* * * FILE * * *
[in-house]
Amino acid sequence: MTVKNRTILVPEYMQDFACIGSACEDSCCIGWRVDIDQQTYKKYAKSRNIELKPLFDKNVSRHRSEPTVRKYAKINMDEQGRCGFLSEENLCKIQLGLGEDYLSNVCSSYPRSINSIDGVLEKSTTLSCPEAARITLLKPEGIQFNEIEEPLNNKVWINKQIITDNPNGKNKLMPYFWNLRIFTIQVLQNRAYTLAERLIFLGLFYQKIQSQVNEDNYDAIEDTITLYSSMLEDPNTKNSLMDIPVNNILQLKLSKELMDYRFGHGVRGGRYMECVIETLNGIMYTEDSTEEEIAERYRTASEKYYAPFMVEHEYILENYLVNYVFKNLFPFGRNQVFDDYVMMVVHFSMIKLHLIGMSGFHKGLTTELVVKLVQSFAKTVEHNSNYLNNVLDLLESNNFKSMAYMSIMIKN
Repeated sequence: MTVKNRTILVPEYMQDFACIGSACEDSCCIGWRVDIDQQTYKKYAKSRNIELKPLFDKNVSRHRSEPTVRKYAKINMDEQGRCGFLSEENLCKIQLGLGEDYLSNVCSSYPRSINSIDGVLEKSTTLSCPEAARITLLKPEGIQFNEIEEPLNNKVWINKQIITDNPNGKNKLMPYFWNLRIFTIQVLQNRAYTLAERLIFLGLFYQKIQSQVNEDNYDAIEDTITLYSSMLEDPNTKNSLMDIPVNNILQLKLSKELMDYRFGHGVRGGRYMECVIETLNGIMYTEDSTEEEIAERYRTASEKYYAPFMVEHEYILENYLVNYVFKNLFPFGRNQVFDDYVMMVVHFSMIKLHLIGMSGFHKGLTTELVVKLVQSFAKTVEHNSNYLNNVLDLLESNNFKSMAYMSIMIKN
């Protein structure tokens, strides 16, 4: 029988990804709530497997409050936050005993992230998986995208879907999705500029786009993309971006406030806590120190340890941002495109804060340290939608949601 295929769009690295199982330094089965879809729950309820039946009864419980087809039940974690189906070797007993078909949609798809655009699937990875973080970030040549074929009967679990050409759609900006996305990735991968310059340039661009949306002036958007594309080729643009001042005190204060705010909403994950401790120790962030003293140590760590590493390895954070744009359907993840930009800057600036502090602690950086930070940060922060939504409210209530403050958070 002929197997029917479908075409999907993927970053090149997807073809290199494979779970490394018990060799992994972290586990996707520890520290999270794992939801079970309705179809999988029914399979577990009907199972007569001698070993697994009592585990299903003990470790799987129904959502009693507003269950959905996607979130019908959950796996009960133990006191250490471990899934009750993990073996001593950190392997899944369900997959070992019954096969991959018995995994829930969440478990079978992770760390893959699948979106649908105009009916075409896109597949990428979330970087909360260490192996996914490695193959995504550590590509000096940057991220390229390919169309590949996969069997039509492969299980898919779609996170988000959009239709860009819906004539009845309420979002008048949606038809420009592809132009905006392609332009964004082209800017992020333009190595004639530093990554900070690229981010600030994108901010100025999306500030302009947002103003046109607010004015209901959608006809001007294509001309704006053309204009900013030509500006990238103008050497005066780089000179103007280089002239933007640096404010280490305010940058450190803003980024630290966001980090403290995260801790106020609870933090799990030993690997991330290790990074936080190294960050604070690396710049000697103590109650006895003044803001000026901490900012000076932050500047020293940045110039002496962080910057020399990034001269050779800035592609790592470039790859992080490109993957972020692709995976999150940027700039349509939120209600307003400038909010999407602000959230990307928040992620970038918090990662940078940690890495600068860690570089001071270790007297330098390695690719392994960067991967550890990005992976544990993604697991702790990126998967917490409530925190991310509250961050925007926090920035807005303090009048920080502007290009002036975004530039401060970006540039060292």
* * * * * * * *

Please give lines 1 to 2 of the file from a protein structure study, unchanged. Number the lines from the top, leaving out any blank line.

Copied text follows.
[in-house]
Amino acid sequence: MTVKNRTILVPEYMQDFACIGSACEDSCCIGWRVDIDQQTYKKYAKSRNIELKPLFDKNVSRHRSEPTVRKYAKINMDEQGRCGFLSEENLCKIQLGLGEDYLSNVCSSYPRSINSIDGVLEKSTTLSCPEAARITLLKPEGIQFNEIEEPLNNKVWINKQIITDNPNGKNKLMPYFWNLRIFTIQVLQNRAYTLAERLIFLGLFYQKIQSQVNEDNYDAIEDTITLYSSMLEDPNTKNSLMDIPVNNILQLKLSKELMDYRFGHGVRGGRYMECVIETLNGIMYTEDSTEEEIAERYRTASEKYYAPFMVEHEYILENYLVNYVFKNLFPFGRNQVFDDYVMMVVHFSMIKLHLIGMSGFHKGLTTELVVKLVQSFAKTVEHNSNYLNNVLDLLESNNFKSMAYMSIMIKN